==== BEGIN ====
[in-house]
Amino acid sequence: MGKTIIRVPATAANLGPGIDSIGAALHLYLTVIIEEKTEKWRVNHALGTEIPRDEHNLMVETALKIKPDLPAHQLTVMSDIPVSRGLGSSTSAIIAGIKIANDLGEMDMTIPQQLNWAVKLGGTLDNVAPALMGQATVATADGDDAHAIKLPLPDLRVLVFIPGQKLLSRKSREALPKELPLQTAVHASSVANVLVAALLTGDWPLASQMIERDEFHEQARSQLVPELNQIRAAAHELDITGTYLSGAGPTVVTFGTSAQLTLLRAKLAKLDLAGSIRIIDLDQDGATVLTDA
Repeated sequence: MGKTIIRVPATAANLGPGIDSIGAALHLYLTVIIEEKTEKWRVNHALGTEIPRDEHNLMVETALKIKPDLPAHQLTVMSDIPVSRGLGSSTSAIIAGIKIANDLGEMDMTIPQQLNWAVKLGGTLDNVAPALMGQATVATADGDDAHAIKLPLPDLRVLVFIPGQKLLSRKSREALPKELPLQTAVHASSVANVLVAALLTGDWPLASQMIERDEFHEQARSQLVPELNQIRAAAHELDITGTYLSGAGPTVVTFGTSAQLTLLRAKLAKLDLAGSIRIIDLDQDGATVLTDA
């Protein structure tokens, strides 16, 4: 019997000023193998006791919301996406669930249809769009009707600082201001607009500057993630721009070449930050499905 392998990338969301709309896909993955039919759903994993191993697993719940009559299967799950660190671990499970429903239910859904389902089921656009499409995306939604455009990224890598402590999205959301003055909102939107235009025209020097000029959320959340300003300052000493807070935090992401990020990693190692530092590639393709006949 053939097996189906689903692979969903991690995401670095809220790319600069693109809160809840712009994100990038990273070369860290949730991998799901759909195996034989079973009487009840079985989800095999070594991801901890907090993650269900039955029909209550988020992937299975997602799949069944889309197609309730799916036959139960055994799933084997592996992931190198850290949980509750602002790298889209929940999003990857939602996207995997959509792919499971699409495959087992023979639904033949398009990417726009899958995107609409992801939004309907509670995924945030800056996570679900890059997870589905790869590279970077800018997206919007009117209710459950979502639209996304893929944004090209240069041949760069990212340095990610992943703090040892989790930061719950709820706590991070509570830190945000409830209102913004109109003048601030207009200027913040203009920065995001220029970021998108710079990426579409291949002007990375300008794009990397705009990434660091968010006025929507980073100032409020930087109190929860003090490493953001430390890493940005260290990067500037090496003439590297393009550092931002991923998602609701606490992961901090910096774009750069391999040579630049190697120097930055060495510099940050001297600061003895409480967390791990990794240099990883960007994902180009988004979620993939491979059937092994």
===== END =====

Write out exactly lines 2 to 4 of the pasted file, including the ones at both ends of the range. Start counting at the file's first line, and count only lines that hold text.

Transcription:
Amino acid sequence: MGKTIIRVPATAANLGPGIDSIGAALHLYLTVIIEEKTEKWRVNHALGTEIPRDEHNLMVETALKIKPDLPAHQLTVMSDIPVSRGLGSSTSAIIAGIKIANDLGEMDMTIPQQLNWAVKLGGTLDNVAPALMGQATVATADGDDAHAIKLPLPDLRVLVFIPGQKLLSRKSREALPKELPLQTAVHASSVANVLVAALLTGDWPLASQMIERDEFHEQARSQLVPELNQIRAAAHELDITGTYLSGAGPTVVTFGTSAQLTLLRAKLAKLDLAGSIRIIDLDQDGATVLTDA
Repeated sequence: MGKTIIRVPATAANLGPGIDSIGAALHLYLTVIIEEKTEKWRVNHALGTEIPRDEHNLMVETALKIKPDLPAHQLTVMSDIPVSRGLGSSTSAIIAGIKIANDLGEMDMTIPQQLNWAVKLGGTLDNVAPALMGQATVATADGDDAHAIKLPLPDLRVLVFIPGQKLLSRKSREALPKELPLQTAVHASSVANVLVAALLTGDWPLASQMIERDEFHEQARSQLVPELNQIRAAAHELDITGTYLSGAGPTVVTFGTSAQLTLLRAKLAKLDLAGSIRIIDLDQDGATVLTDA
């Protein structure tokens, strides 16, 4: 019997000023193998006791919301996406669930249809769009009707600082201001607009500057993630721009070449930050499905 392998990338969301709309896909993955039919759903994993191993697993719940009559299967799950660190671990499970429903239910859904389902089921656009499409995306939604455009990224890598402590999205959301003055909102939107235009025209020097000029959320959340300003300052000493807070935090992401990020990693190692530092590639393709006949 053939097996189906689903692979969903991690995401670095809220790319600069693109809160809840712009994100990038990273070369860290949730991998799901759909195996034989079973009487009840079985989800095999070594991801901890907090993650269900039955029909209550988020992937299975997602799949069944889309197609309730799916036959139960055994799933084997592996992931190198850290949980509750602002790298889209929940999003990857939602996207995997959509792919499971699409495959087992023979639904033949398009990417726009899958995107609409992801939004309907509670995924945030800056996570679900890059997870589905790869590279970077800018997206919007009117209710459950979502639209996304893929944004090209240069041949760069990212340095990610992943703090040892989790930061719950709820706590991070509570830190945000409830209102913004109109003048601030207009200027913040203009920065995001220029970021998108710079990426579409291949002007990375300008794009990397705009990434660091968010006025929507980073100032409020930087109190929860003090490493953001430390890493940005260290990067500037090496003439590297393009550092931002991923998602609701606490992961901090910096774009750069391999040579630049190697120097930055060495510099940050001297600061003895409480967390791990990794240099990883960007994902180009988004979620993939491979059937092994």